Why Spending Won't Solve the Crisis

Increases in government spending, reflected by the ballooning global debt, have only papered over a serious structural problem in the economies of industrial democracies.

What's the Latest Development?

A new narrative is emerging that better explains the profundity and duration of our present economic crisis, says University of Chicago professor Raghuram Rajan. Previously, the dominant point of view was Keynesian: "To revive growth, others must be encouraged to spendgovernments that can still borrow should run larger deficits, and rock-bottom interest rates should discourage thrifty households from saving." Unfortunately, despite massive stimulus projects, growth remains sluggish and further spending may not have immediate pay offs.

What's the Big Idea?

Government spending has been out of control for decades, says Rajan, and pump-priming policies have papered over its ill-effects. Not even the growth spurred by American and British deregulation have been enough to keep these two countries out of the red. Instead, industrialized democracies face a more fundamental problem, one not easily solved by spurring demand. They must encourage innovation in information technology and low-cost alternative energy sources, and hope that developing economies will demand more goods.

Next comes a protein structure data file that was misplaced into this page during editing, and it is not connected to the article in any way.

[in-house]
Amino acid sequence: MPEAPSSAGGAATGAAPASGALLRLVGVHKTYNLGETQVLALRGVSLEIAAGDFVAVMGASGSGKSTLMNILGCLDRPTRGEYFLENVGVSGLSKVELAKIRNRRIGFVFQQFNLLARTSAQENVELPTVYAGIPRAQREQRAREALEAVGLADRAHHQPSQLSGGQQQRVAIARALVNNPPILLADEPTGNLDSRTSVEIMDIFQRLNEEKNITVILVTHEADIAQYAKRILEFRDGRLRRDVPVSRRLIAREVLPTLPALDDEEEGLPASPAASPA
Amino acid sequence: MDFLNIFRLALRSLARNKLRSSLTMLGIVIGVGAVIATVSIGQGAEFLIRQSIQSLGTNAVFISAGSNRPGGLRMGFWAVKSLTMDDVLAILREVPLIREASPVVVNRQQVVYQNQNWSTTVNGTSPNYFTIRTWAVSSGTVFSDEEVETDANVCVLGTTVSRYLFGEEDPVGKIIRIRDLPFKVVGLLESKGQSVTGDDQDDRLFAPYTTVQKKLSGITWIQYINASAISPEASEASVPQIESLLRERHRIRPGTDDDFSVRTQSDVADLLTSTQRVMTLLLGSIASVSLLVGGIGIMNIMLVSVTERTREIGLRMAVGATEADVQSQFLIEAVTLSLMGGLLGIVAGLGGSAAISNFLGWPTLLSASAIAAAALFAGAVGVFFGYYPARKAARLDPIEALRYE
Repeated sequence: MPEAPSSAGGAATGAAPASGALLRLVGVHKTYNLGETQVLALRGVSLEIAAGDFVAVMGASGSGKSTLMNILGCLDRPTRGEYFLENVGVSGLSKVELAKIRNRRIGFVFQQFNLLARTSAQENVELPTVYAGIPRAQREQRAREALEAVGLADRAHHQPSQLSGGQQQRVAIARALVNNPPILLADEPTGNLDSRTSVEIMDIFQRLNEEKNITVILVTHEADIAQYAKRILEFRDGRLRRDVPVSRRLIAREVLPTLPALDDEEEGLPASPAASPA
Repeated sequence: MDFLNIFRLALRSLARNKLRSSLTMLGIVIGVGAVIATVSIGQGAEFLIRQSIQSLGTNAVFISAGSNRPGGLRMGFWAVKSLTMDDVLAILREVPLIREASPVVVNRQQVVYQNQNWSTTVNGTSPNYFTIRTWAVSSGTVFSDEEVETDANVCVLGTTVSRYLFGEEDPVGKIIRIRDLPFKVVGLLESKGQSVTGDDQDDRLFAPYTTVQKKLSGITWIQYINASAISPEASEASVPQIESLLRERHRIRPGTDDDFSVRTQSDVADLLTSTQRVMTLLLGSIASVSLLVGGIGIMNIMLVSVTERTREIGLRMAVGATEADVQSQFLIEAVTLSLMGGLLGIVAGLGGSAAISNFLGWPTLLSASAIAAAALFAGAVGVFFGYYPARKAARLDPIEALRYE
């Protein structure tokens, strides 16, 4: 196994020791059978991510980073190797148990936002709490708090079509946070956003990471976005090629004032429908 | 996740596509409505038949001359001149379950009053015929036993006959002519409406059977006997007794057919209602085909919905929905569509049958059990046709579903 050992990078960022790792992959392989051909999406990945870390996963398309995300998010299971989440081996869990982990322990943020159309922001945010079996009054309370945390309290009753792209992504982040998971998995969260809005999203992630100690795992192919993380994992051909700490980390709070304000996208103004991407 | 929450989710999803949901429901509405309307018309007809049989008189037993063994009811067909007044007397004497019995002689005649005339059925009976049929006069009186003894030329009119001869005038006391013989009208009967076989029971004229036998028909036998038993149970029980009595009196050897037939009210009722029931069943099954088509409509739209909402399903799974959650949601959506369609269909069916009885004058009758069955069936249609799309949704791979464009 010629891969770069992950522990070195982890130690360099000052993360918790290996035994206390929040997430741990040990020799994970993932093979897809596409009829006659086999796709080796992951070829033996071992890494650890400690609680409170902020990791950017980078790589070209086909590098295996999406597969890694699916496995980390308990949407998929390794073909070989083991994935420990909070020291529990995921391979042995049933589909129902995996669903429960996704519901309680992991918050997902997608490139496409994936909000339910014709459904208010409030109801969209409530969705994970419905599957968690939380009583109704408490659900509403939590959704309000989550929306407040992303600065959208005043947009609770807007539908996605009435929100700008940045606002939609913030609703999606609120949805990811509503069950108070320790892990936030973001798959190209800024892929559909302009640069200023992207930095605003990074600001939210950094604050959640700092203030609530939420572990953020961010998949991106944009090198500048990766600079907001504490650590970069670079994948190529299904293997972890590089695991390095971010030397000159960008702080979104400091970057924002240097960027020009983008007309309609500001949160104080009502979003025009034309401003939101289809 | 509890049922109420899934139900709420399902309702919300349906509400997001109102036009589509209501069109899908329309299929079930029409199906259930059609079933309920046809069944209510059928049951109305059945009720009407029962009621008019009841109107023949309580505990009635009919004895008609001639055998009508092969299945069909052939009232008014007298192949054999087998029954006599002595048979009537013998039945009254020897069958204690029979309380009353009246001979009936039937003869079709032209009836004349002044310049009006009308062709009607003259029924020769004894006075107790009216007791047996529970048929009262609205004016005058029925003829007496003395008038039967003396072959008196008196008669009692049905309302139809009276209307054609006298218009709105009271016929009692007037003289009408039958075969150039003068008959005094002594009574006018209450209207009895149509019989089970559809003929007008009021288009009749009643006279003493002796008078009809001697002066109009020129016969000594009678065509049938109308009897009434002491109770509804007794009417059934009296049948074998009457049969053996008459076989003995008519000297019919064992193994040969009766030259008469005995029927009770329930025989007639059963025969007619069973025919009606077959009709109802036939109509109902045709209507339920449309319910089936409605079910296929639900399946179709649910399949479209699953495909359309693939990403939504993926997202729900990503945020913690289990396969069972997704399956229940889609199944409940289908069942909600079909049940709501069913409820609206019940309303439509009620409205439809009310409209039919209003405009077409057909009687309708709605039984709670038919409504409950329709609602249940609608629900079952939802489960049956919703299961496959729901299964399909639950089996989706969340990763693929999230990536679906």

Photo credit: shutterstock.com

Related Articles

Wider-faced politicians are seen as more corrupt

New research offers a tip for politicians who don’t want to be seen as corrupt: don’t get a big head.

Researchers at Caltech discovered that wide-faced politicians are seen as more corrupt. (Keystone/Getty Images)

Keep reading Show less
Keep reading Show less

Five foods that increase your psychological well-being

These five main food groups are important for your brain's health and likely to boost the production of feel-good chemicals.

Mind & Brain

We all know eating “healthy” food is good for our physical health and can decrease our risk of developing diabetes, cancer, obesity and heart disease. What is not as well known is that eating healthy food is also good for our mental health and can decrease our risk of depression and anxiety.

Keep reading Show less